The new version of Lintian (2.5.8) can pretty much be summed up as:
Its like 2.5.7, only with less false positives and no FTBFS.
Especially people annoyed by the hardening flags will hopefully find that 2.5.8 greatly reduces the number of false positives. I believe this is best demonstrated with an example:
$ lintian --print-version && lintian -q -C binaries amarok_2.5.0-1_i386.deb | wc -l 2.5.7 94 [...] $ lintian --print-version && lintian -q -C binaries amarok_2.5.0-1_i386.deb | wc -l 2.5.8 4
However, nothing comes for free. We dropped hardening-no-stackprotector from the default profile (and demoted it to an “I” tag). For hardening-no-fortify-functions we made a “false positive -> false negative” trade-off by ignoring binaries if their only unprotected function is memcpy. For more information, please refer to #673112.
hardening-no-stackprotector is still available and can be used via the debian/extra-hardening profile (or via the –tags argument). For the 2.5.7 behaviour of hardening-no-fortify-functions, you have to use hardening-check directly.
But 2.5.7 had other changes besides the myriad of false-positives:
- Around 19 redundant tags were removed.
A consequence of this is that we no longer warn if you use things like “dpkg –assert-working-epoch” or your postinst creates a “usr/doc transition symlink”.
- The last of the Lintian’s (perl) modules have been put under the Lintian name space.
With all the Lintian modules under the Lintian namespace, we can install them in the standard perl @INC path. Admittedly, I am not certain we are ready to commit to the current API in these modules, which is one of the reasons why they are still installed in /usr/share/lintian. But in a couple of releases things may look differently.
- Lazy loading of data files
Lintain 2.5.7 ships over 50 data files of various kinds (usually white- or blacklists of some kind). Before 2.5.7, all data files with a few exceptions would be loaded eagerly (i.e. as soon as the check was run for the first time). A few data files had been special cased with “manual laziness”.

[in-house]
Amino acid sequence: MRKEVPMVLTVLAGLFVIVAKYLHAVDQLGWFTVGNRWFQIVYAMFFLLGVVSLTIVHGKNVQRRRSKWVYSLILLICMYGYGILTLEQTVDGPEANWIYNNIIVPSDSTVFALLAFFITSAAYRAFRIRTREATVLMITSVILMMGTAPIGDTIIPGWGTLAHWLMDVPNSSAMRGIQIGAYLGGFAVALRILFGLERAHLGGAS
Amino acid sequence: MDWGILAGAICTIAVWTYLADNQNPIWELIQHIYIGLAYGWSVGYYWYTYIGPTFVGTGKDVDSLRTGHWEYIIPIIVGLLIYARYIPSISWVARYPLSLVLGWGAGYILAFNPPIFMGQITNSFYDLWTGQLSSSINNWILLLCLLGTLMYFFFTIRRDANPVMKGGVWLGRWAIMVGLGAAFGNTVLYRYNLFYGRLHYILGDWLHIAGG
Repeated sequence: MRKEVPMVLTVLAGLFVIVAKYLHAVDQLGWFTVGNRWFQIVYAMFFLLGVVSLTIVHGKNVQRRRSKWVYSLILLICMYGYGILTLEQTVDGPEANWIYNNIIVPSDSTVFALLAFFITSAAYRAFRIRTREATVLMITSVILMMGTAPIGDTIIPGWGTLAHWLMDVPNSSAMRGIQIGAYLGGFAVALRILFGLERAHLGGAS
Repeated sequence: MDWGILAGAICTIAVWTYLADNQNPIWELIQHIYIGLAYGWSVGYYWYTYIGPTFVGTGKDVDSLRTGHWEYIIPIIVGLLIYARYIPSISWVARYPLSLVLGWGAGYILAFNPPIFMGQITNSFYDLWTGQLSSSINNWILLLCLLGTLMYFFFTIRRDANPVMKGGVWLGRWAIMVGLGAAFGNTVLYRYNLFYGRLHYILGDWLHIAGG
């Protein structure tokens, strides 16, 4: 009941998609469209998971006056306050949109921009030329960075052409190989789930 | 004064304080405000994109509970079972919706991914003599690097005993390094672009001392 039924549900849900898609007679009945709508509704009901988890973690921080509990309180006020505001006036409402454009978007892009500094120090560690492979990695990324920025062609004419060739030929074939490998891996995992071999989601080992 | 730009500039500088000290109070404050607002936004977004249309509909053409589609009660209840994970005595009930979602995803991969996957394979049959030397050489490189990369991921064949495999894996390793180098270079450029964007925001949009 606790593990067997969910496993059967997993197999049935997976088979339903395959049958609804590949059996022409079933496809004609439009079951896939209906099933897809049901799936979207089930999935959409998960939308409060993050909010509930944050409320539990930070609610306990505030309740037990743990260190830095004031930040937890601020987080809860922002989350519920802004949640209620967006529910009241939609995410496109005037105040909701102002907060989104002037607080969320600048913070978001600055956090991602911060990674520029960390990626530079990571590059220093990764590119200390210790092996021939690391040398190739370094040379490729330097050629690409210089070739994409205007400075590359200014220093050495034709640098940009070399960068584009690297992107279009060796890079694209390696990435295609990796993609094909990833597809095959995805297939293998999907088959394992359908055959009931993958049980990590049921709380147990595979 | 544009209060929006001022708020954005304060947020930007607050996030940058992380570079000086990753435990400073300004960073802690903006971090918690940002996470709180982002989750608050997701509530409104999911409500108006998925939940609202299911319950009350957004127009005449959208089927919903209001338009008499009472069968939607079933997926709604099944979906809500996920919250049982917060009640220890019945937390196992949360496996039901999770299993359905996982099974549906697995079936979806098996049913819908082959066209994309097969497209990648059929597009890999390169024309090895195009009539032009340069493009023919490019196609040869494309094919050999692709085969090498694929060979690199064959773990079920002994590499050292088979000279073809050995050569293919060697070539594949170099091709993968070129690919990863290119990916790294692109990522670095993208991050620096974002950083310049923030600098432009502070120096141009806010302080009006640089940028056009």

In 2.5.7, Lintian::Data was updated to lazily load the data. So depending on the packages being checked, Lintian may now load fewer data files.
- Create proper data files for tables embedded within checks.
While this is not something exclusive to 2.5.7, we have separated quite a few checks from their data tables by now. My personal favorites are the table of known interpreters and (from 2.5.8) the table of known versioned interpreters.
- Support for Vendor specific data files.
I am certainly biased here. But this is probably the most awesome feature in Lintian 2.5.7. It is now possible for vendors to extend or simply “shadow” the core Lintian data files. Allow me to demonstrate how this can be used:
$ lintian --tags build-depends-on-obsolete-package a2ps_4.14-1.1.dsc E: a2ps source: build-depends-on-obsolete-package build-depends: dpatch $ cat ~/.lintian/profiles/local/main.profile Profile: local/main Extends: debian/main $ cat ~/.lintian/vendors/local/main/data/fields/obsolete-packages @include-parent @delete dpatch bison $ lintian --profile local/main --tags build-depends-on-obsolete-package a2ps_4.14-1.1.dsc E: a2ps source: build-depends-on-obsolete-package build-depends: bison $
It is a toy example, but I believe it is a good demonstration of the feature.
The full documentation of Vendor specific data files can be found in the Lintian User manual (in lintian/2.5.7 or newer). It will also be on lintian.debian.org when we find time to update lintian there.